The other day, Amanda announced that it was probably time for us to have another colonoscopy procedure. And by ‘us’, she meant, of course, me and her, because the last time we had it done, Saffy absolutely refused to join us on account of the fact that it meant she had to skip several meals the day before.
“No, no, no!” she’d said firmly on the day of the procedure. “No one said anything about starving! There are plenty of people in the world already doing that. I’m not joining them!”
Amanda had sighed. “Saf, you do know how a colonoscopy works don’t you?”
Saffy’s chest had inflated. “It’s not rocket science! They stick a little camera up your bum to see if you have thing growing inside you!”
“And how do you expect the camera to see anything if your bowels are full of vegetarian beehoon?”
“Hey, that stuff keeps me regular!” Saffy had snapped. “And besides, if they can land an unmanned space probe on Mars, I don’t see why they can’t invent a camera that can see through…uhm…stuff. Like infra-red or something!”
And that was that. Amanda and I skipped lunch and dinner the day before the procedure, drank the laxative solution, spent the next four hours running to the toilet and immediately dropped two dress sizes.
For a long time afterwards, Saffy was haunted by our instant weight loss. As she struggled to fit into her new pair of skinny jeans, she berated herself for not having had the guts to take the plunge, as it were, into the world of colonal-rectal therapy.
Because that was how she had already reimagined the procedure. A colonoscopy was no longer a sterile abstract medical thing that other people did. By the time Saffy was done rationalizing it, she had reimagined the colonoscopy as a holistic therapy that one could have in much the same way that one signs up for a seaweed mud wrap at an expensive spa.
“It’s no different really from colonic irrigation!” she told people at dinner parties. “But it’s got the additional benefit of a camera probe!”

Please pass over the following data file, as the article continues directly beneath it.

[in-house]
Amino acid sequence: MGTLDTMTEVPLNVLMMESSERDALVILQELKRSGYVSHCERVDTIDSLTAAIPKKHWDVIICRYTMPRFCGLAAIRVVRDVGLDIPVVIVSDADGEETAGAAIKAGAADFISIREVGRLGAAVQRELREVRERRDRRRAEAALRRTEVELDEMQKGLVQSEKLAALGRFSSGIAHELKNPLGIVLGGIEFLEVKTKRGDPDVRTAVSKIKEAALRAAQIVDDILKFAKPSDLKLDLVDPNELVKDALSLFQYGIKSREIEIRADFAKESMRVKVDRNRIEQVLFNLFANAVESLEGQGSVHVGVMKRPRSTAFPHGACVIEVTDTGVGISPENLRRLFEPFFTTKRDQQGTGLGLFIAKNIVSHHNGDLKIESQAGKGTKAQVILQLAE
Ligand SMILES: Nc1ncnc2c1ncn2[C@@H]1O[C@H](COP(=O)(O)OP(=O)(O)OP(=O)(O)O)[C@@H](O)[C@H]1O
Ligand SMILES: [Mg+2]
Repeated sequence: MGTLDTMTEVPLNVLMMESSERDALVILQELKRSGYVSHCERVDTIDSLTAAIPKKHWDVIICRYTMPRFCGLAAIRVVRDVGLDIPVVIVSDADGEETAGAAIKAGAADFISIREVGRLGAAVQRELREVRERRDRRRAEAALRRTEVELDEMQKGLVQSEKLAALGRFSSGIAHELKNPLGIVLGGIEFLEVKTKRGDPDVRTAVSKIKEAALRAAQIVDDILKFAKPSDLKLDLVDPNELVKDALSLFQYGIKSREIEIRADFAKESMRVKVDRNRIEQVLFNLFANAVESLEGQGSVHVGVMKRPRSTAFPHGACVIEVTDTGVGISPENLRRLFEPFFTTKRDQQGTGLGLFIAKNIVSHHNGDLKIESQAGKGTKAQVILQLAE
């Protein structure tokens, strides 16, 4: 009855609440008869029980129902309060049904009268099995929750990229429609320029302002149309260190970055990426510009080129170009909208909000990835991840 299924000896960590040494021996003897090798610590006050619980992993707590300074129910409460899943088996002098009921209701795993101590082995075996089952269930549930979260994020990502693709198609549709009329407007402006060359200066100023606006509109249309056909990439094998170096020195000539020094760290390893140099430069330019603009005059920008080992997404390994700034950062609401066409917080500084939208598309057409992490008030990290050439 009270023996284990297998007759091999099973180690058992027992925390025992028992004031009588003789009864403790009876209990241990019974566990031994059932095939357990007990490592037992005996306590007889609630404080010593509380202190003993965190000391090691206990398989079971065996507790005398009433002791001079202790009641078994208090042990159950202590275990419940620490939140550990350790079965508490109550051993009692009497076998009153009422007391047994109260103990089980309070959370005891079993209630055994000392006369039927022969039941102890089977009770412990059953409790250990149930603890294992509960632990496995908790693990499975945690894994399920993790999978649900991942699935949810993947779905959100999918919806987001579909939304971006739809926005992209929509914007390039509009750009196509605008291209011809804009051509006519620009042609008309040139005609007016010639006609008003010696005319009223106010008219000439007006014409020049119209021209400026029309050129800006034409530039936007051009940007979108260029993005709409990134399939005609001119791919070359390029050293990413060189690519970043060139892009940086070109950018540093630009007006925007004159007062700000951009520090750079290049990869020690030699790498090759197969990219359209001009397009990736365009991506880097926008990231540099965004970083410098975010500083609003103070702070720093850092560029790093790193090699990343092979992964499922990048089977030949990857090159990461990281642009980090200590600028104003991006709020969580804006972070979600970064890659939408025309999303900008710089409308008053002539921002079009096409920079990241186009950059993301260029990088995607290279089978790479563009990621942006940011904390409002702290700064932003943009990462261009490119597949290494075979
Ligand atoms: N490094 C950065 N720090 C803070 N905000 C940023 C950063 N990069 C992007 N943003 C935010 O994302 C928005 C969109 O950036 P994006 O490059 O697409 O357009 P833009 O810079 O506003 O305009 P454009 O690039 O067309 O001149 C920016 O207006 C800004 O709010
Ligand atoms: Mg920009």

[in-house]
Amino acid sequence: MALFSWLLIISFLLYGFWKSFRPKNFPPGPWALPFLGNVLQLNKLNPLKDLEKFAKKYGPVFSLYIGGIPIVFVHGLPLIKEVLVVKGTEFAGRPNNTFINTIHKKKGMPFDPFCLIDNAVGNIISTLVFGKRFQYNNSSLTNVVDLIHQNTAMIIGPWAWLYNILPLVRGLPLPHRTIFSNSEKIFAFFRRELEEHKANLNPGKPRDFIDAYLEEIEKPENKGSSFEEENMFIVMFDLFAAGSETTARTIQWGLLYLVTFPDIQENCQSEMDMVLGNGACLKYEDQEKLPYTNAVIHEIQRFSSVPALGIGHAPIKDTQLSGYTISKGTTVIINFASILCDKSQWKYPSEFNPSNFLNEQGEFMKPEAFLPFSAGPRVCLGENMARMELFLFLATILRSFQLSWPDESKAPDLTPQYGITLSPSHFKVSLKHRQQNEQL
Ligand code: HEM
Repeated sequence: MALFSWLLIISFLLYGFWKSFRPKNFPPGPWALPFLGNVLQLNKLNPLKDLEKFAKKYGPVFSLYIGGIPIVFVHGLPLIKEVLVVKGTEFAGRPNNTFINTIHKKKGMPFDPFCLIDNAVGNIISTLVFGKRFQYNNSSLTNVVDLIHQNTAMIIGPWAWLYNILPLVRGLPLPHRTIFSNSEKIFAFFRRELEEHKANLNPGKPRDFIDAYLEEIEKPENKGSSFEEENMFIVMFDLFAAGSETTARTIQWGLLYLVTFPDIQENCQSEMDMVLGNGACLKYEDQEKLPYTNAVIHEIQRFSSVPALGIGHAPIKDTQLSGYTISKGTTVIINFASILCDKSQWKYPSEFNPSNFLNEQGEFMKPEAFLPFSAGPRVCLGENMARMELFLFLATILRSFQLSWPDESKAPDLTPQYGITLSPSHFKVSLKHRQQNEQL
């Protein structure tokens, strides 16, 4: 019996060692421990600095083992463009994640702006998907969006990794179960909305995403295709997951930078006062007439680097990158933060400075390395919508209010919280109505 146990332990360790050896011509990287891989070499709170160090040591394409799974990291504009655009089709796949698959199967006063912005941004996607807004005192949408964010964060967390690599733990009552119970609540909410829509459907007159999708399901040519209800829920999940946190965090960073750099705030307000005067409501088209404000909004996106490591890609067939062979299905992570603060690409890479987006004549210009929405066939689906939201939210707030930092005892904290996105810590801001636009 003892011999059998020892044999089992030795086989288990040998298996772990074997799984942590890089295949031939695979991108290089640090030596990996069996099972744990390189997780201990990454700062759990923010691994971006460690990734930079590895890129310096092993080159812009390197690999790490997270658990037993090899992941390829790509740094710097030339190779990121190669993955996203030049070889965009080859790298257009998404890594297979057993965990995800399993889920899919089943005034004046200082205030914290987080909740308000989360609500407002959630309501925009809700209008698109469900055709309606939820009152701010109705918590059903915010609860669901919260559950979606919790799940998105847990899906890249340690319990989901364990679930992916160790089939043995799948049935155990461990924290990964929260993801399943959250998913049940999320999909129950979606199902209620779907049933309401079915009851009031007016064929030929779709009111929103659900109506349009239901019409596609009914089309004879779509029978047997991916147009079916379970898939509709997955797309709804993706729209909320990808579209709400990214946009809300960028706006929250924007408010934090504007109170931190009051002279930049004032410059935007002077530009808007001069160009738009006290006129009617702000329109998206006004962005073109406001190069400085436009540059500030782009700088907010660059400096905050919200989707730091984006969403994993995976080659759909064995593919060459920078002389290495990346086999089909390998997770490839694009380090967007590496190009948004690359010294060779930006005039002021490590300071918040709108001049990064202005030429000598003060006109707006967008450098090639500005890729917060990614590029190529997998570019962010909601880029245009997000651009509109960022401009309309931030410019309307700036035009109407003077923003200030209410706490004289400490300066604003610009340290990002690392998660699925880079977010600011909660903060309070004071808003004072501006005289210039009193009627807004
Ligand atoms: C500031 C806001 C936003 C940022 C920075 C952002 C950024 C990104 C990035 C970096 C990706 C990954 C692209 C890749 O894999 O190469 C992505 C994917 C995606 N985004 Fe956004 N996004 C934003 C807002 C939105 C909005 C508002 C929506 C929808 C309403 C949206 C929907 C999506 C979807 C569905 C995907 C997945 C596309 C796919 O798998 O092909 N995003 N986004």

People tended to skip their dessert course after this gripping little medical anecdote, but Saffy, so caught up in the fantasy of the instant weight loss, never noticed.
Which is why when Amanda’s iPhone suddenly pinged last week with the announcement that she was due for a colonoscopy, Saffy went wild like it was her very first Christmas.
While Amanda got on the phone to set up an appointment with the gastroenterologist, Saffy raced down to Guardian to pick up the laxative medication, pausing only very briefly to stroke the new range of figure-hugging jeans from Massimo Dutti.
“Oh my God, I can’t wait!” she told her best friend Sharyn who went straight home and told her children that if they ever turned into hypochondriacs, she would beat them into next Sunday.
We’re all booked for our procedure tomorrow and today we began our prep, which largely involves eating only from a short list of boiled chicken, steamed fish, boiled eggs, skinless potatoes, white bread and jelly. We’re not allowed to eat vegetables, rice, noodles, red meat or fruit. Of course, as Amanda pointed out, none of this makes any sense since we’re all going to be emptying our bowels in two minutes, so what difference does it make what we eat?
“I'm so hungry,” Saffy said this morning in a quite voice that suddenly reminded me of Hannibal Lecter.
Amanda looked at her watch and then at me. It was only 8.45am. At noon, we are meant to stop eating and only drink liquid till after our procedure tomorrow.
“Well, we get to drink the laxative solution at noon!” Amanda said brightly, desperately hoping to take Saffy’s mind off food.
“I just had a boiled egg for breakfast!” Saffy mumbled, her eyes already taking on the glazed look of a serial killer. “How am I going to make it through till tomorrow?”
“We get to drink Bovril!” I said desperately, waving the doctor’s sheet of dietary instructions at her. “And as much tea and coffee as we want! Oh, well, maybe not coffee for you,” I added, catching sight of Amanda’s frantic waving in the background. “Yes, no coffee for you. We don’t want you too hyper. You’re already too tense…No. No, we don’t!”
Later, Amanda cornered me in the kitchen. “I don’t think she’s going to make it!”
We poked our heads around the corner and peeked into the lounge room where Saffy sat, eyes wide open, watching an episode of Nigella Lawson on TV.
Amanda says she hasn’t been this scared since she watched Khloe Kardashian give birth.